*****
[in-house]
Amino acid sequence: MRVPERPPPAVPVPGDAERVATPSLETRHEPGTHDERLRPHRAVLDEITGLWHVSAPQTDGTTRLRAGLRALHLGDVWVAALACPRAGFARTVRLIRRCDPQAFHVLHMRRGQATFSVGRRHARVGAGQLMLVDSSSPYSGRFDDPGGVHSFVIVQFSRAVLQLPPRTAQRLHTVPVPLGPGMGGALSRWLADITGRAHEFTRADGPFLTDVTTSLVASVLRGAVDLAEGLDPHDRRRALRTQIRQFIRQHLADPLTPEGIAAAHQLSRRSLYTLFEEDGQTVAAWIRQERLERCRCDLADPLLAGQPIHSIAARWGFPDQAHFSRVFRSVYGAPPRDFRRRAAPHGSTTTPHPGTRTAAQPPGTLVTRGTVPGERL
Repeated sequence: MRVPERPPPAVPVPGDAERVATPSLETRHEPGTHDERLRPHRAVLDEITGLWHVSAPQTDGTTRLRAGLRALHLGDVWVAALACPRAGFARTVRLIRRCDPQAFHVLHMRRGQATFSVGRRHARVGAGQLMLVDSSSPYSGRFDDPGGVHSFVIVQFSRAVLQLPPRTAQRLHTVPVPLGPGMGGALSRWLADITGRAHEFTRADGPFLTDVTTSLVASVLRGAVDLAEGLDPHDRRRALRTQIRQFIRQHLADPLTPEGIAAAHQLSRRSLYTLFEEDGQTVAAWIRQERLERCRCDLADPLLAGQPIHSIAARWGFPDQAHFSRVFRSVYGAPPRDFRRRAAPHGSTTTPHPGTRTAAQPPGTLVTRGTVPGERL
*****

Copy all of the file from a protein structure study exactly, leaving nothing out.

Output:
[in-house]
Amino acid sequence: MRVPERPPPAVPVPGDAERVATPSLETRHEPGTHDERLRPHRAVLDEITGLWHVSAPQTDGTTRLRAGLRALHLGDVWVAALACPRAGFARTVRLIRRCDPQAFHVLHMRRGQATFSVGRRHARVGAGQLMLVDSSSPYSGRFDDPGGVHSFVIVQFSRAVLQLPPRTAQRLHTVPVPLGPGMGGALSRWLADITGRAHEFTRADGPFLTDVTTSLVASVLRGAVDLAEGLDPHDRRRALRTQIRQFIRQHLADPLTPEGIAAAHQLSRRSLYTLFEEDGQTVAAWIRQERLERCRCDLADPLLAGQPIHSIAARWGFPDQAHFSRVFRSVYGAPPRDFRRRAAPHGSTTTPHPGTRTAAQPPGTLVTRGTVPGERL
Repeated sequence: MRVPERPPPAVPVPGDAERVATPSLETRHEPGTHDERLRPHRAVLDEITGLWHVSAPQTDGTTRLRAGLRALHLGDVWVAALACPRAGFARTVRLIRRCDPQAFHVLHMRRGQATFSVGRRHARVGAGQLMLVDSSSPYSGRFDDPGGVHSFVIVQFSRAVLQLPPRTAQRLHTVPVPLGPGMGGALSRWLADITGRAHEFTRADGPFLTDVTTSLVASVLRGAVDLAEGLDPHDRRRALRTQIRQFIRQHLADPLTPEGIAAAHQLSRRSLYTLFEEDGQTVAAWIRQERLERCRCDLADPLLAGQPIHSIAARWGFPDQAHFSRVFRSVYGAPPRDFRRRAAPHGSTTTPHPGTRTAAQPPGTLVTRGTVPGERL